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Repatriation and the Smithsonian: An examination of repatriation at the National Museum of the American Indian and the National Museum of Natural History

  • Author(s): Duarte, Meredith Laura
  • Advisor(s): Riley, Angela R.
  • et al.
Abstract

As a research based institution, the Smithsonian's involvement in the debate over the control of indigenous history between indigenous and scientific communities has largely been at the defense of free access to all knowledge despite the destruction of indigenous people's cultural heritage. However, the passage of the National Museum of the American Indian Act in 1989, which established a new Smithsonian museum devoted to indigenous cultures and created a federally mandated repatriation statute for all Smithsonian museums, has caused the Smithsonian to evaluate the ethical and moral issues surrounding its involvement in this debate.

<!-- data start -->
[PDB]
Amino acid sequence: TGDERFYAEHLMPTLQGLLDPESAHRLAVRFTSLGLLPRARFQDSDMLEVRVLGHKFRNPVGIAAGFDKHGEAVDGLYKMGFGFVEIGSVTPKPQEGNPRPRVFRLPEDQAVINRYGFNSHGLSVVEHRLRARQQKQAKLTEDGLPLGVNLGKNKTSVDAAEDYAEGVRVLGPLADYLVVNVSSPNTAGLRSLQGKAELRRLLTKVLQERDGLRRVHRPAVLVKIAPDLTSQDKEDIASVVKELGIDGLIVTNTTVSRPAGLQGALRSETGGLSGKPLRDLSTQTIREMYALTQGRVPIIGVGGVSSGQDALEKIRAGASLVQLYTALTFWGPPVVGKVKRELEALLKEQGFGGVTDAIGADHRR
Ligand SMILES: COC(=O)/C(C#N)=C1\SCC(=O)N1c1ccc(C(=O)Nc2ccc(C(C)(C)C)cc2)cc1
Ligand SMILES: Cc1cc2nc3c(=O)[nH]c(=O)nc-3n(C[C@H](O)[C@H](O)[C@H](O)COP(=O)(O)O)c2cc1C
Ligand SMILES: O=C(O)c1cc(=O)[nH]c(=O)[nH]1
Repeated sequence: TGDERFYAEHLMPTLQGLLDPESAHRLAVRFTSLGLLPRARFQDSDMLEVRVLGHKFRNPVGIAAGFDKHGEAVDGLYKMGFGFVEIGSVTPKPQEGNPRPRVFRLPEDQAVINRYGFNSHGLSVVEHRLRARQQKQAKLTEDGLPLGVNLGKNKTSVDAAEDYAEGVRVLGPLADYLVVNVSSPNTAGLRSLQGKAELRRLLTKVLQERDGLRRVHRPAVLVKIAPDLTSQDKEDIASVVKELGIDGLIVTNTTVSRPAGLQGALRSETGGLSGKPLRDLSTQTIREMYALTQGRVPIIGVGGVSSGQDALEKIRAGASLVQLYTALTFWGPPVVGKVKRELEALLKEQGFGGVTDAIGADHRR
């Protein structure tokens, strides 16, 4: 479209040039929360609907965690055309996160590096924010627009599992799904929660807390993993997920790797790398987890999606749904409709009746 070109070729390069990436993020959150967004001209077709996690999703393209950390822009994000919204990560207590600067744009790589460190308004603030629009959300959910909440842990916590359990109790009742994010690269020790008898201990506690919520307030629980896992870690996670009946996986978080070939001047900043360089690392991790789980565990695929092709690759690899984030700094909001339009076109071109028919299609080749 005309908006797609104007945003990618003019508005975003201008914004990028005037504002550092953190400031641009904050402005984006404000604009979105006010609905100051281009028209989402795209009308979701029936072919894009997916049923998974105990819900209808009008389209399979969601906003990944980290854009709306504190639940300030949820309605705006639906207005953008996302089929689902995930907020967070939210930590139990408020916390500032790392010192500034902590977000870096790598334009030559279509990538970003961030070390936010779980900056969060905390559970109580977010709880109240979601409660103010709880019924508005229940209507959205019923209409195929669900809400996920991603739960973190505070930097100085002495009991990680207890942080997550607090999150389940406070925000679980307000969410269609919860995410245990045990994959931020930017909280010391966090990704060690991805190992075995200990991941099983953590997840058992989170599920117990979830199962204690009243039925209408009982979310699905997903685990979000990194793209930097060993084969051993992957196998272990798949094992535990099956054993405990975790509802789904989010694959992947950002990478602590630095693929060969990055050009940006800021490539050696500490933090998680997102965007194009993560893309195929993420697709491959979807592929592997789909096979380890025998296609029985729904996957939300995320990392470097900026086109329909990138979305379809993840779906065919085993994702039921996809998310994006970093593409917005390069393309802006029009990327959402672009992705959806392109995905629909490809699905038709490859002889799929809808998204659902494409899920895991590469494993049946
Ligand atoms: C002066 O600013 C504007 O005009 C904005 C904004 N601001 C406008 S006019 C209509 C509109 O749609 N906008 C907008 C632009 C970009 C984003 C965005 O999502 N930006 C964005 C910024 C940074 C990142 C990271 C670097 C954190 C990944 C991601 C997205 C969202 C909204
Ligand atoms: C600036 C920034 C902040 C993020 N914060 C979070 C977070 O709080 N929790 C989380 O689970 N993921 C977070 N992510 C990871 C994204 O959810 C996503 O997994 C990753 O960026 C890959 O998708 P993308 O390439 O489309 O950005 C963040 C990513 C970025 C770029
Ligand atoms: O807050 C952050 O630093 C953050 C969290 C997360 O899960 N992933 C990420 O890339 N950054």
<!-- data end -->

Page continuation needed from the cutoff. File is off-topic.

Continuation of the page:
This thesis seeks to examine the differing perceptions of cultural property being utilized at the Smithsonian through its two repatriating bodies, the National Museum of Natural History and the National Museum of the American Indian. This study provides an example of the current larger debate as well as emphasizes the Smithsonian's influence on this controversy. Through this study I will provide possible mediations between the two opposing sides of the contest for control of indigenous history and propose the need for a collaborative partnership towards a shared authority over indigenous history.

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